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      Sharing the Ride: Ixodes scapularis Symbionts and Their Interactions

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          The deer tick Ixodes scapularis transmits a variety of disease agents in the United States, spreading the bacteria that causes Lyme borreliosis, the protozoan agent of babesiosis, and viruses such as Powassan. However, a variety of other organisms have also evolved symbiotic relationships with this tick species, and it seems likely that some of these microbes have simultaneously coevolved mechanisms to impact each other and their tick host. The number of organisms identified as I. scapularis symbionts has increased seemingly exponentially with the advent of PCR and next generation sequencing technologies, but convincing arguments have proposed that some of these are of environmental origin, unadapted to surviving the physiological conditions of the tick or that they are artifacts of ultrasensitive detection methods. In this review, we examine the diversity of the known microbes occurring within the I. scapularis microbiome, the evidence for interactions between microbes, and discuss whether some organisms reported to be symbionts of I. scapularis are experimental artifacts.

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          Most cited references 105

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          Reagent and laboratory contamination can critically impact sequence-based microbiome analyses

          Background The study of microbial communities has been revolutionised in recent years by the widespread adoption of culture independent analytical techniques such as 16S rRNA gene sequencing and metagenomics. One potential confounder of these sequence-based approaches is the presence of contamination in DNA extraction kits and other laboratory reagents. Results In this study we demonstrate that contaminating DNA is ubiquitous in commonly used DNA extraction kits and other laboratory reagents, varies greatly in composition between different kits and kit batches, and that this contamination critically impacts results obtained from samples containing a low microbial biomass. Contamination impacts both PCR-based 16S rRNA gene surveys and shotgun metagenomics. We provide an extensive list of potential contaminating genera, and guidelines on how to mitigate the effects of contamination. Conclusions These results suggest that caution should be advised when applying sequence-based techniques to the study of microbiota present in low biomass environments. Concurrent sequencing of negative control samples is strongly advised. Electronic supplementary material The online version of this article (doi:10.1186/s12915-014-0087-z) contains supplementary material, which is available to authorized users.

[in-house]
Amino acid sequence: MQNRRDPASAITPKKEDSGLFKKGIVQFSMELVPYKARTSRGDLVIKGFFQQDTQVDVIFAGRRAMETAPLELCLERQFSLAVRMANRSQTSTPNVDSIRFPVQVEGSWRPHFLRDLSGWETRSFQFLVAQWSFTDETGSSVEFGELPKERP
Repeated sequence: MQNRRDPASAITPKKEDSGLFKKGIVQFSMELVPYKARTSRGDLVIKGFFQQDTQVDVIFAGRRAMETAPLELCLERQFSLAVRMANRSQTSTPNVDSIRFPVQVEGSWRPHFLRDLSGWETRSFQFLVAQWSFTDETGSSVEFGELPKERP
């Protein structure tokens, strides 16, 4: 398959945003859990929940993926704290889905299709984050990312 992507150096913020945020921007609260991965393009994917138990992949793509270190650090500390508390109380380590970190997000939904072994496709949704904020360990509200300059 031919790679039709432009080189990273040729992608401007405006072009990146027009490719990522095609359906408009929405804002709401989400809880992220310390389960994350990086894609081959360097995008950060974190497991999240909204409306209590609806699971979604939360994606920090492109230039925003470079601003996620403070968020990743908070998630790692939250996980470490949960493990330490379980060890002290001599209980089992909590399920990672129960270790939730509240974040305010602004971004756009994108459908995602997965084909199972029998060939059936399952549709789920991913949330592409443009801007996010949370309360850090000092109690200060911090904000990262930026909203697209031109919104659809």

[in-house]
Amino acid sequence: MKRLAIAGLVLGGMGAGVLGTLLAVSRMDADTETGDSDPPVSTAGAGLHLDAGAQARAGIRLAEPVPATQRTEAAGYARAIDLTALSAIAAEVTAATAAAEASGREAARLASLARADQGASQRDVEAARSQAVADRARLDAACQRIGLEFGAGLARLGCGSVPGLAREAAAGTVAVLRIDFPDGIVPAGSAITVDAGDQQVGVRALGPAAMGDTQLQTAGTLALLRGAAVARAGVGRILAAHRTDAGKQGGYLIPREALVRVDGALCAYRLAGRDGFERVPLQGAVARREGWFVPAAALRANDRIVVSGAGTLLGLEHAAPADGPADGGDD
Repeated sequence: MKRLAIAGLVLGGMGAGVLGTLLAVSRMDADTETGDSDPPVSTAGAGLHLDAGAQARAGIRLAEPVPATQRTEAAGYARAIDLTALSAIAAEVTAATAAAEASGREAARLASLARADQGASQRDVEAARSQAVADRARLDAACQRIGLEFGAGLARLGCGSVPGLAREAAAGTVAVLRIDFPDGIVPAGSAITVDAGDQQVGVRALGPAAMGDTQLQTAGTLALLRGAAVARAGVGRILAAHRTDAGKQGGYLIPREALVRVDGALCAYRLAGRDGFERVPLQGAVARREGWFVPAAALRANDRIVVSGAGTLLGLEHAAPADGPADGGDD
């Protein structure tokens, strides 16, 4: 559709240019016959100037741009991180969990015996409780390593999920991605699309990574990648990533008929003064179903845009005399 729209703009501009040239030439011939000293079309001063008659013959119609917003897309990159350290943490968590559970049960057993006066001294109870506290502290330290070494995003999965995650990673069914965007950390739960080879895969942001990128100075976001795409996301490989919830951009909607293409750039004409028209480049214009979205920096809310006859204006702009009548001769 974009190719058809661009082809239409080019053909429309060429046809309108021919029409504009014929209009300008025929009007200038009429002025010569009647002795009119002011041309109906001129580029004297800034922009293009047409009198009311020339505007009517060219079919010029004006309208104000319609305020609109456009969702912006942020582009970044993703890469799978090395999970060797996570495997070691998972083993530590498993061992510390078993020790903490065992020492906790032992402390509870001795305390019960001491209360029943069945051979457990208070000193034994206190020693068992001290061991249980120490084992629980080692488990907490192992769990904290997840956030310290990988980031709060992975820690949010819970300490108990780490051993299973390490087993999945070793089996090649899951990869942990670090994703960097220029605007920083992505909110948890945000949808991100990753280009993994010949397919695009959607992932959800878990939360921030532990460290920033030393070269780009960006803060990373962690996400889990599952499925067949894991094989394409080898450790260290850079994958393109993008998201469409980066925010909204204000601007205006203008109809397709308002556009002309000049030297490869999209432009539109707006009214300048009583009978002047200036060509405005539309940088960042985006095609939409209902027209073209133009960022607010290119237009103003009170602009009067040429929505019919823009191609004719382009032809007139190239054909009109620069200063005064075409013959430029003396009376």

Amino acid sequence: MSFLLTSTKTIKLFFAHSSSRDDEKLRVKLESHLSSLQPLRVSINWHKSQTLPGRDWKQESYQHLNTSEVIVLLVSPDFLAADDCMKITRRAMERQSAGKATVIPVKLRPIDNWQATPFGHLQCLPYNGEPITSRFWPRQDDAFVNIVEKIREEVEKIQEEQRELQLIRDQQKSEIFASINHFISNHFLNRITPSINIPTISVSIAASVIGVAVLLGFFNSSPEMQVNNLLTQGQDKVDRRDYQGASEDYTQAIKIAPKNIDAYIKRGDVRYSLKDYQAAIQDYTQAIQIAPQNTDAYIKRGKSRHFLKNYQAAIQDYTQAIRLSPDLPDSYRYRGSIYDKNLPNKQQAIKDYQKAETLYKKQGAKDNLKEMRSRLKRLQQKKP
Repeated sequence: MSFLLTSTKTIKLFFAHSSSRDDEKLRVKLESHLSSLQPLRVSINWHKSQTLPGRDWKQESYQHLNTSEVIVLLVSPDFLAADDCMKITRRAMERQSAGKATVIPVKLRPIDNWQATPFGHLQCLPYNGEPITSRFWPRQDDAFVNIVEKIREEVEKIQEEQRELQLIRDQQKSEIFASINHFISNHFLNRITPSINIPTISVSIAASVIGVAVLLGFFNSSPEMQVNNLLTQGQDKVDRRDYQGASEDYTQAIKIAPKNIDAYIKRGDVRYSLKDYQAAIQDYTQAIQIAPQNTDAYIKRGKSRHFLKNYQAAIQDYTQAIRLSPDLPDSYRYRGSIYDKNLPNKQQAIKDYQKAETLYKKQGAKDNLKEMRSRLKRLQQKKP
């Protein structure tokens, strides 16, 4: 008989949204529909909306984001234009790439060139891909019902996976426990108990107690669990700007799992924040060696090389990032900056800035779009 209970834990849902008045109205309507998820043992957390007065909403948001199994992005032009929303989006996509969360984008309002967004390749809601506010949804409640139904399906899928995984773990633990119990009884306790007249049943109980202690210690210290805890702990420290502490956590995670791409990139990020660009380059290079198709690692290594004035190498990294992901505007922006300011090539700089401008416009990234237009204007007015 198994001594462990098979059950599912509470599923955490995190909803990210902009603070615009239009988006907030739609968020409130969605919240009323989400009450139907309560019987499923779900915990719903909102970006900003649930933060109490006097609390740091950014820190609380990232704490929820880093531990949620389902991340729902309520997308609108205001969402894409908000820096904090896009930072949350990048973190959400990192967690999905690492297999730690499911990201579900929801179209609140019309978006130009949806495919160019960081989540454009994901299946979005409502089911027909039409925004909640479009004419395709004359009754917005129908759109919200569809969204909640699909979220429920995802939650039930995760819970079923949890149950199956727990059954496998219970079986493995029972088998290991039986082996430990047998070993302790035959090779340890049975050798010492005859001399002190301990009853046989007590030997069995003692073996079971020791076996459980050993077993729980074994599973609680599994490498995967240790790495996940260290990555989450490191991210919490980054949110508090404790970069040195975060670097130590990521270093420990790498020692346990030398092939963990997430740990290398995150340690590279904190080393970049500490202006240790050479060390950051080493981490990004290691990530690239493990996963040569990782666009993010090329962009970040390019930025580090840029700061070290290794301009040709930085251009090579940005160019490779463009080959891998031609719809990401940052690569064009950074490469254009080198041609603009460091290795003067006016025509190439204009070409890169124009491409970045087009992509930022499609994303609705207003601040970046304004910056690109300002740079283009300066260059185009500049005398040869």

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            Genomic sequence of a Lyme disease spirochaete, Borrelia burgdorferi.

            The genome of the bacterium Borrelia burgdorferi B31, the aetiologic agent of Lyme disease, contains a linear chromosome of 910,725 base pairs and at least 17 linear and circular plasmids with a combined size of more than 533,000 base pairs. The chromosome contains 853 genes encoding a basic set of proteins for DNA replication, transcription, translation, solute transport and energy metabolism, but, like Mycoplasma genitalium, it contains no genes for cellular biosynthetic reactions. Because B. burgdorferi and M. genitalium are distantly related eubacteria, we suggest that their limited metabolic capacities reflect convergent evolution by gene loss from more metabolically competent progenitors. Of 430 genes on 11 plasmids, most have no known biological function; 39% of plasmid genes are paralogues that form 47 gene families. The biological significance of the multiple plasmid-encoded genes is not clear, although they may be involved in antigenic variation or immune evasion.